Warning: Spoilers for Captain America: Civil War are below.
All the hubbub around Captain America: Civil War is over Cap and Iron Man, who are fighting on opposite sides of an issue (and also literally fighting each other). But in the most pivotal Avengers movie, it's not just the relationship between Cap and Iron Man that's intriguing. Bucky Barnes, aka the Winter Soldier, brings about another fascinating relationship for Cap.
Bucky, the role Sebastian Stan has come to be best known for, is an infamous and dynamic figure in the Marvel Cinematic Universe. He starts out as the sweet, loyal best friend to Steve Rogers, then is forced to become the Winter Soldier, and in this latest installment, he becomes an ally. In fact, it's a relationship that Chris Evans has called "central" to this movie on the set last year, saying of Bucky and Cap: "This is a huge piece of his history, it's a huge piece of his struggle, not just to have someone that he can connect to on a friendship level, but just the guilt that he must have." Since Bucky is so central, let's dive a little deeper into who he is and the roller coaster life he's had.
Born James Buchanan Barnes, "Bucky" grows up with Steve Rogers in 1940s Brooklyn, and together, they enlist in the Army to fight in WWII, as we see in the first Captain America film, The First Avenger. As you know, Steve's Army entrance is a little more complicated than Bucky's, but eventually they both end up fighting alongside each other, attempting to sabotage terrorist group Hydra. In the movie's most emotional scene, Cap and Bucky are on a mission atop a train, and Bucky falls to his death, with Cap unable to save him. That scene marks the "death" of sweet Bucky Barnes and opens the door for his next chapter.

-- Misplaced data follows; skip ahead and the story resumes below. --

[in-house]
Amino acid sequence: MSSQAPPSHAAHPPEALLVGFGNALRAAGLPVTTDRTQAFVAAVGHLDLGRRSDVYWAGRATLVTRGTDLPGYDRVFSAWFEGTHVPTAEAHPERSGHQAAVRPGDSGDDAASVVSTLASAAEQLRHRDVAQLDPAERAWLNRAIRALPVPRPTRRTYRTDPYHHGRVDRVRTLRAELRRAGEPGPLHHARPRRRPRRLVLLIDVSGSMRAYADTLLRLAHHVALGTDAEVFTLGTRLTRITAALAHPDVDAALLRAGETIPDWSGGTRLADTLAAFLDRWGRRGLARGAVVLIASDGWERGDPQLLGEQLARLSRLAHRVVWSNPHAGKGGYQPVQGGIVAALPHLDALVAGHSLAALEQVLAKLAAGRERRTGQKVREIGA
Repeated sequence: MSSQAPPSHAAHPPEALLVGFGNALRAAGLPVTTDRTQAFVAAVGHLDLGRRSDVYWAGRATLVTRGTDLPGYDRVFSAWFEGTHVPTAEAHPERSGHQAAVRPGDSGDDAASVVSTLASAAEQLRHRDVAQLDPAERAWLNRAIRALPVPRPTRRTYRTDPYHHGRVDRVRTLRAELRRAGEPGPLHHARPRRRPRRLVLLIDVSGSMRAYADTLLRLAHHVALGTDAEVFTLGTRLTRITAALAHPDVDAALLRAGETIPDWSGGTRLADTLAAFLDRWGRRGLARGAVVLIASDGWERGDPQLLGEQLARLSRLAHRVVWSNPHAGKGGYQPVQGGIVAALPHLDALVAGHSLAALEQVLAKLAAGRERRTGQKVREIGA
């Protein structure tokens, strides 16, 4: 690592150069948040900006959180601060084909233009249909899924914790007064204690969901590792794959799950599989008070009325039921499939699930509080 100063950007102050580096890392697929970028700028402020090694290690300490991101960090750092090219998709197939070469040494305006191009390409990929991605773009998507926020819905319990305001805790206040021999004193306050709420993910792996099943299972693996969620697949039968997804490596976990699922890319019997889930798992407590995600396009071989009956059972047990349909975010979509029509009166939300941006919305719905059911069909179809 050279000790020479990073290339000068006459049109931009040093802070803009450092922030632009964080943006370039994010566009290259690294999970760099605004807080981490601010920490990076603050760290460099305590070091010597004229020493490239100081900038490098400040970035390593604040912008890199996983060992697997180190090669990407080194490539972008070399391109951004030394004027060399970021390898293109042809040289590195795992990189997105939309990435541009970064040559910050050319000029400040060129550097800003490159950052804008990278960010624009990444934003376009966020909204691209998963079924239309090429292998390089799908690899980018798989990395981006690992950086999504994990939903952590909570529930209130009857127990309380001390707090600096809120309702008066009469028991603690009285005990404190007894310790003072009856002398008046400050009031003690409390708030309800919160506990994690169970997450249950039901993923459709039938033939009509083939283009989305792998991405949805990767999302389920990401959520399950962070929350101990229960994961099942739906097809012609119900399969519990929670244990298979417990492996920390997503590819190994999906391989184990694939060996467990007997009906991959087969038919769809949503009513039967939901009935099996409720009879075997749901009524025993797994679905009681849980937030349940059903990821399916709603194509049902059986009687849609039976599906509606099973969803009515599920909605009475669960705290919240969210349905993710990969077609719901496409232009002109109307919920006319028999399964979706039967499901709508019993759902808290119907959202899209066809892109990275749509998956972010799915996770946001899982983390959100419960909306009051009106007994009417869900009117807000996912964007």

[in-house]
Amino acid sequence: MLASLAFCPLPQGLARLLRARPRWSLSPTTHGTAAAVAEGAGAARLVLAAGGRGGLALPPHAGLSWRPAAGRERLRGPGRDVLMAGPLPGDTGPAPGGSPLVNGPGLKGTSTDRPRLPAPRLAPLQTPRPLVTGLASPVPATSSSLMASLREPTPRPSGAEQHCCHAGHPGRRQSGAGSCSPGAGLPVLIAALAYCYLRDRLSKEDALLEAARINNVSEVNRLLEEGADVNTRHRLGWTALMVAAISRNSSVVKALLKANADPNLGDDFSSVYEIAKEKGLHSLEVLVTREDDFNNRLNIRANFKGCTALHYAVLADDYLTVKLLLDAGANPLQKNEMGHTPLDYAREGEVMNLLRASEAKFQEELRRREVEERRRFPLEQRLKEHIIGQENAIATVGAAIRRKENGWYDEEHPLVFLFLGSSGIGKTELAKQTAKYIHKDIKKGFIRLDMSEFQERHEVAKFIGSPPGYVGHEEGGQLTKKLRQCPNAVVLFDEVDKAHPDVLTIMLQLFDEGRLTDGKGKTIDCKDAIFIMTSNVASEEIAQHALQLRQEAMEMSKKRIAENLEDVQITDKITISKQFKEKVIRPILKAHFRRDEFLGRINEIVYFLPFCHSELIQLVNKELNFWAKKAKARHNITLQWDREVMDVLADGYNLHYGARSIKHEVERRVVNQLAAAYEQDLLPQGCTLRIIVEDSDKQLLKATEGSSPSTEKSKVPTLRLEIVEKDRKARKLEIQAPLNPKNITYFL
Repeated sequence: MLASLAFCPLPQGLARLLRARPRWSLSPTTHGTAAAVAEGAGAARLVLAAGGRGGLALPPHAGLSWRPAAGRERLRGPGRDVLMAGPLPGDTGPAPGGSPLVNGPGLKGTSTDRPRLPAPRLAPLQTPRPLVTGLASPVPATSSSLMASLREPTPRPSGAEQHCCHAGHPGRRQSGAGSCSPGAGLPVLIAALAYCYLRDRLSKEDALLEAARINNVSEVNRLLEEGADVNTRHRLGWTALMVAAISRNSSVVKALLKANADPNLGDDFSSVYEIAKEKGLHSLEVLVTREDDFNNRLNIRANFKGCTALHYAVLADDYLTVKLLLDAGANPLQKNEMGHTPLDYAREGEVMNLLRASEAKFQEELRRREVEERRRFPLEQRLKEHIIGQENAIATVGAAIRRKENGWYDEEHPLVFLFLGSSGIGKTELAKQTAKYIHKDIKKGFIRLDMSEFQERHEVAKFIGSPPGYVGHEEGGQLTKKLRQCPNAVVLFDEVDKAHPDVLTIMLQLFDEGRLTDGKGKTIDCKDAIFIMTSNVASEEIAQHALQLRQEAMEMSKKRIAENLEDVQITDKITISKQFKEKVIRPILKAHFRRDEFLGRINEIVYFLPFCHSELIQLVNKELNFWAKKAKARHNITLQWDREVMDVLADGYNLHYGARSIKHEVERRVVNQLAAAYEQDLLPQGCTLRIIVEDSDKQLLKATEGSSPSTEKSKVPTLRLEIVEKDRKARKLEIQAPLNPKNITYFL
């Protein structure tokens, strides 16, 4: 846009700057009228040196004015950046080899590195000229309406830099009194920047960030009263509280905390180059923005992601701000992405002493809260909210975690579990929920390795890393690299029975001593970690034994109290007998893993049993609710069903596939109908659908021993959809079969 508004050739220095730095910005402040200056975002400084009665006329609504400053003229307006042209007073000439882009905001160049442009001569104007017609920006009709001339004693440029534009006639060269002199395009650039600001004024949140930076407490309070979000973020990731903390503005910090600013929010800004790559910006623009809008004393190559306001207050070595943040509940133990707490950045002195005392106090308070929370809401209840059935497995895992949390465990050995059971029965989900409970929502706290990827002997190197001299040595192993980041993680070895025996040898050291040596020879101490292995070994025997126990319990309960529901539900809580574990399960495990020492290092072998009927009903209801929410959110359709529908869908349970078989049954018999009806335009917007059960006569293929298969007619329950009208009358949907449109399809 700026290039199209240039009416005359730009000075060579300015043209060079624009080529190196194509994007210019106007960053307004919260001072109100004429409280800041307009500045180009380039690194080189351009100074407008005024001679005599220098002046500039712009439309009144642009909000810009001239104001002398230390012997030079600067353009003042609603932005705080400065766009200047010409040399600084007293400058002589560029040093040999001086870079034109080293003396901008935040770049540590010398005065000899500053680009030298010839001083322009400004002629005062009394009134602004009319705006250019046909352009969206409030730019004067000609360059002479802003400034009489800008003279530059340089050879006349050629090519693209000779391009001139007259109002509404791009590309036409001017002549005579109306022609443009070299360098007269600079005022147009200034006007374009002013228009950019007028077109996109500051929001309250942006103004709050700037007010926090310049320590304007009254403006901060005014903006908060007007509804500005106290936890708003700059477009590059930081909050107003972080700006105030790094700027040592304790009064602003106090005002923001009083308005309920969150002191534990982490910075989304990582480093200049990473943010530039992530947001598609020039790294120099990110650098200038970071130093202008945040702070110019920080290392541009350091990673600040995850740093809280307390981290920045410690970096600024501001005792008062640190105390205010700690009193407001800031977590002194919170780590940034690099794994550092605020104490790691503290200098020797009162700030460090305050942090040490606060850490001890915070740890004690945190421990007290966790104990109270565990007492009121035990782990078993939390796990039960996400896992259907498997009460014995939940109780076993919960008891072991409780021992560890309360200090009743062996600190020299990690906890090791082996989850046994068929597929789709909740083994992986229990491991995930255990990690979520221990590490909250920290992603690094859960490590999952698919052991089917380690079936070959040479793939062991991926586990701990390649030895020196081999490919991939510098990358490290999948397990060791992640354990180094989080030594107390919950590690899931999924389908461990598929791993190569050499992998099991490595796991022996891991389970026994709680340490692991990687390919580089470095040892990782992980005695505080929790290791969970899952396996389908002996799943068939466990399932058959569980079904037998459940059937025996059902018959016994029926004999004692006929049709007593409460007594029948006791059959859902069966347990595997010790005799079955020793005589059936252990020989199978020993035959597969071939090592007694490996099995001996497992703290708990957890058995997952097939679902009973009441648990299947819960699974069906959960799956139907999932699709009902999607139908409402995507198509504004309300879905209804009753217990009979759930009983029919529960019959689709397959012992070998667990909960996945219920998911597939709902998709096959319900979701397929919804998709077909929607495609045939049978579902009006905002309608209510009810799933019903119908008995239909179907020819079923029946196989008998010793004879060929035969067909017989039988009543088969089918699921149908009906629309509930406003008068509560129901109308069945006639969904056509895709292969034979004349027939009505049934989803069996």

The Winter Soldier Era
Like Cap, Bucky is thrust forward a generation, but he's manipulated so far beyond recognition that, well, Cap doesn't recognize him when he first sees him as the Winter Solider. Though we learn in the second Captain America movie what happened to Bucky, it's not until Civil War that we really understand the level of damage. Therefore, we have to talk about the events of the second and third movies concurrently to really understand it.
Here's the rough timeline: in 1944, Bucky Barnes falls off a train in action into an icy river and is believed to be dead. Still alive, he is then found by Hydra, who freezes him and replaces his left arm with a deadly prosthetic cybernetic arm. Bucky becomes the first Winter Soldier in Hydra's program of the same name. They brainwash him to forget his own memories and train him to be an assassin. Bucky is also cryogenically frozen periodically, which explains why he hasn't aged much by Civil War. In one of the periods where he's animated, however, Bucky is tasked with the greatest offense against an Avenger: he is sent to kill Howard Stark, Tony Stark's father, in 1991. In Civil War's most devastating scene, we see Bucky complete his mission, murdering both of Tony Stark's parents, a fact that makes the war between Cap and Tony personal when Cap won't allow Tony to get his revenge.
So after a series of assassinations and in between freezer time, Bucky emerges into present day, coming face to face with Cap in The Winter Soldier after being sent to kill Nick Fury. Of course, Bucky has no recognition of Cap and continues to fight for Hydra and fight Cap, until their final battle scene, when Cap refuses to fight Bucky and falls into the Potomac River. The first real flicker of his memories and Steve come back to Bucky, and he pulls Cap from the river, saving his life, then disappears.
Shortly thereafter (in the Winter Soldier's postcredits scene), Bucky goes to the Smithsonian and has his mind blown when he finds the Captain America exhibit, which includes a memorial to him. To find out what happens between that scene and the events of Civil War, we have to skip to Ant-Man, where it's revealed in that postcredits scene that Falcon and Cap have Bucky as a prisoner.
Which brings us up to date (if you've seen Civil War, anyway). After spending the film being accused of terrorist activity, the Winter Soldier completes his transformation from villain to hero when he is fighting alongside Cap yet again, in a nice little parallel to The First Avenger. He still feels vulnerable, however, and after telling Cap that he can't trust his own mind, he is cryogenically frozen again in Civil War's midcredits scene. Let's hope to see him again, by Cap's side, in Infinity War.